Researchers develop new biomaterial that helps bones heal faster

Lifestyle

Scientists have developed a new biomaterial that helps bones heal faster by enhancing adults’ stem cell regenerative ability.

The study, led by researchers from RCSI University of Medicine and Health Sciences and CHI at Temple Street, is published in the current edition of Biomaterials, the highest ranked journal in the field of biomaterials science.

The researchers had previously discovered a molecule called JNK3, which is a key driver of children’s stem cells being more sensitive to their environment and regenerating better than adults’. This explains, at least partially, why children’s bones are able to heal more quickly. Building on this knowledge, they created a biomaterial that mimics the structure of bone tissue and incorporates nanoparticles that activate JNK3.

When tested in a pre-clinical model, the biomaterial quickly repaired large bone defects and reduced inflammation after a month of use. The biomaterial also proved to be safer and as effective as other drug-loaded biomaterials for bone repair whose use has been controversially associated with dangerous side-effects, including cancer, infection or off-site bone formation.

“While more testing is needed before we can begin clinical trials, these results are very promising,” said Professor Fergal O’Brien, the study’s principal investigator and RCSI’s Director of Research and Innovation.

“This study has shown that understanding stem cell mechanobiology can help identify alternative therapeutic molecules for repairing large defects in bone, and potentially other body tissues. In a broader sense, this project is a great example of how growing our understanding of mechanobiology can identify new treatments that directly benefit patients—a key goal of what we do here at RCSI.”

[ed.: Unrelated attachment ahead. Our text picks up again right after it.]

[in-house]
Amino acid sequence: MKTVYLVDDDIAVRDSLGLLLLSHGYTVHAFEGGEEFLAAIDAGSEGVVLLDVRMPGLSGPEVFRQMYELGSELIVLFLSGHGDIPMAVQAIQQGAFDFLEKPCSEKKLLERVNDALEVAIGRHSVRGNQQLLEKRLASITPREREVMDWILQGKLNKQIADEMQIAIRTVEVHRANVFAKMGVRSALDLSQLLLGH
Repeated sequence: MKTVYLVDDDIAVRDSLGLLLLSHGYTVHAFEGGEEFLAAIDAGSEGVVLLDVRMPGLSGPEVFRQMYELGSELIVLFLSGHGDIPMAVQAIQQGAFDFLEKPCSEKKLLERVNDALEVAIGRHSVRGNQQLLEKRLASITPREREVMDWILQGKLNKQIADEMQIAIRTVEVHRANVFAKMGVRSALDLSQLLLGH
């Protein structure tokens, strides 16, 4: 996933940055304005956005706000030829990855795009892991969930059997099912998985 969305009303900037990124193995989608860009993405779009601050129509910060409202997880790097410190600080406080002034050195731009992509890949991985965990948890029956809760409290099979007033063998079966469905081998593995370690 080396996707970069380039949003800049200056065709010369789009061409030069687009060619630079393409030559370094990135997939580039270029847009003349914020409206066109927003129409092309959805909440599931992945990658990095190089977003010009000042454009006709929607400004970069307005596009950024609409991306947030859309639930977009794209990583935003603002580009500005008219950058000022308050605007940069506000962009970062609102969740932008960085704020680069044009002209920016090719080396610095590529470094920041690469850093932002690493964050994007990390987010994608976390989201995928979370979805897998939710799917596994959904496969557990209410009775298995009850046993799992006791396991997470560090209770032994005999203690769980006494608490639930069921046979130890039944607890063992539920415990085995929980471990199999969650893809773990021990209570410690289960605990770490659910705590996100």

The work was carried out by researchers from the Tissue Engineering Research Group (TERG) and SFI AMBER Centre based at RCSI in collaboration with a team from Children’s Health Ireland (CHI) at Temple Street Hospital. The CHI at Temple Street team was led by Mr Dylan Murray, a lead consultant craniofacial, plastic and reconstructive surgeon at the National Paediatric Craniofacial Centre (NPCC), who has collaborated with the RCSI team for a number of years.

“It is very exciting to be part of this translational project in which the participation and consent of the patients of the NPCC at Temple Street -whom donated harvested bone cells- have contributed immensely to this success,” said Mr Murray.

The research was funded by the Children’s Health Foundation Temple Street (RPAC-2013-06), Health Research Board of Ireland under the Health Research Awards—Patient-Oriented Research scheme (HRA-POR-2014-569), European Research Council (ERC) under Horizon 2020 (ReCaP project #788753) and Science Foundation Ireland (SFI) through the Advanced Materials and Bioengineering Research (AMBER) Centre (SFI/12/RC/2278).

“We have now proven that identifying mechanobiology-inspired therapeutic targets can be used to engineer smart biomaterials that recreate children’s superior healing capacity in adults’ stem cells,” said Dr. Arlyng Gonzalez Vazquez, the study’s first author and a research fellow in TERG.

“We are using the same strategy to develop a novel biomaterial for cartilage repair in adults. A follow-up project recently funded by Children’s Health Foundation Temple Street is also aiming to utilize a similar scientific approach to identify if the molecular mechanisms found in children diagnosed with craniosynostosis (a condition where the skull fuses to early and in his brain growth) could be used to develop a therapeutic biomaterial that accelerates bone formation and bone healing in adults.”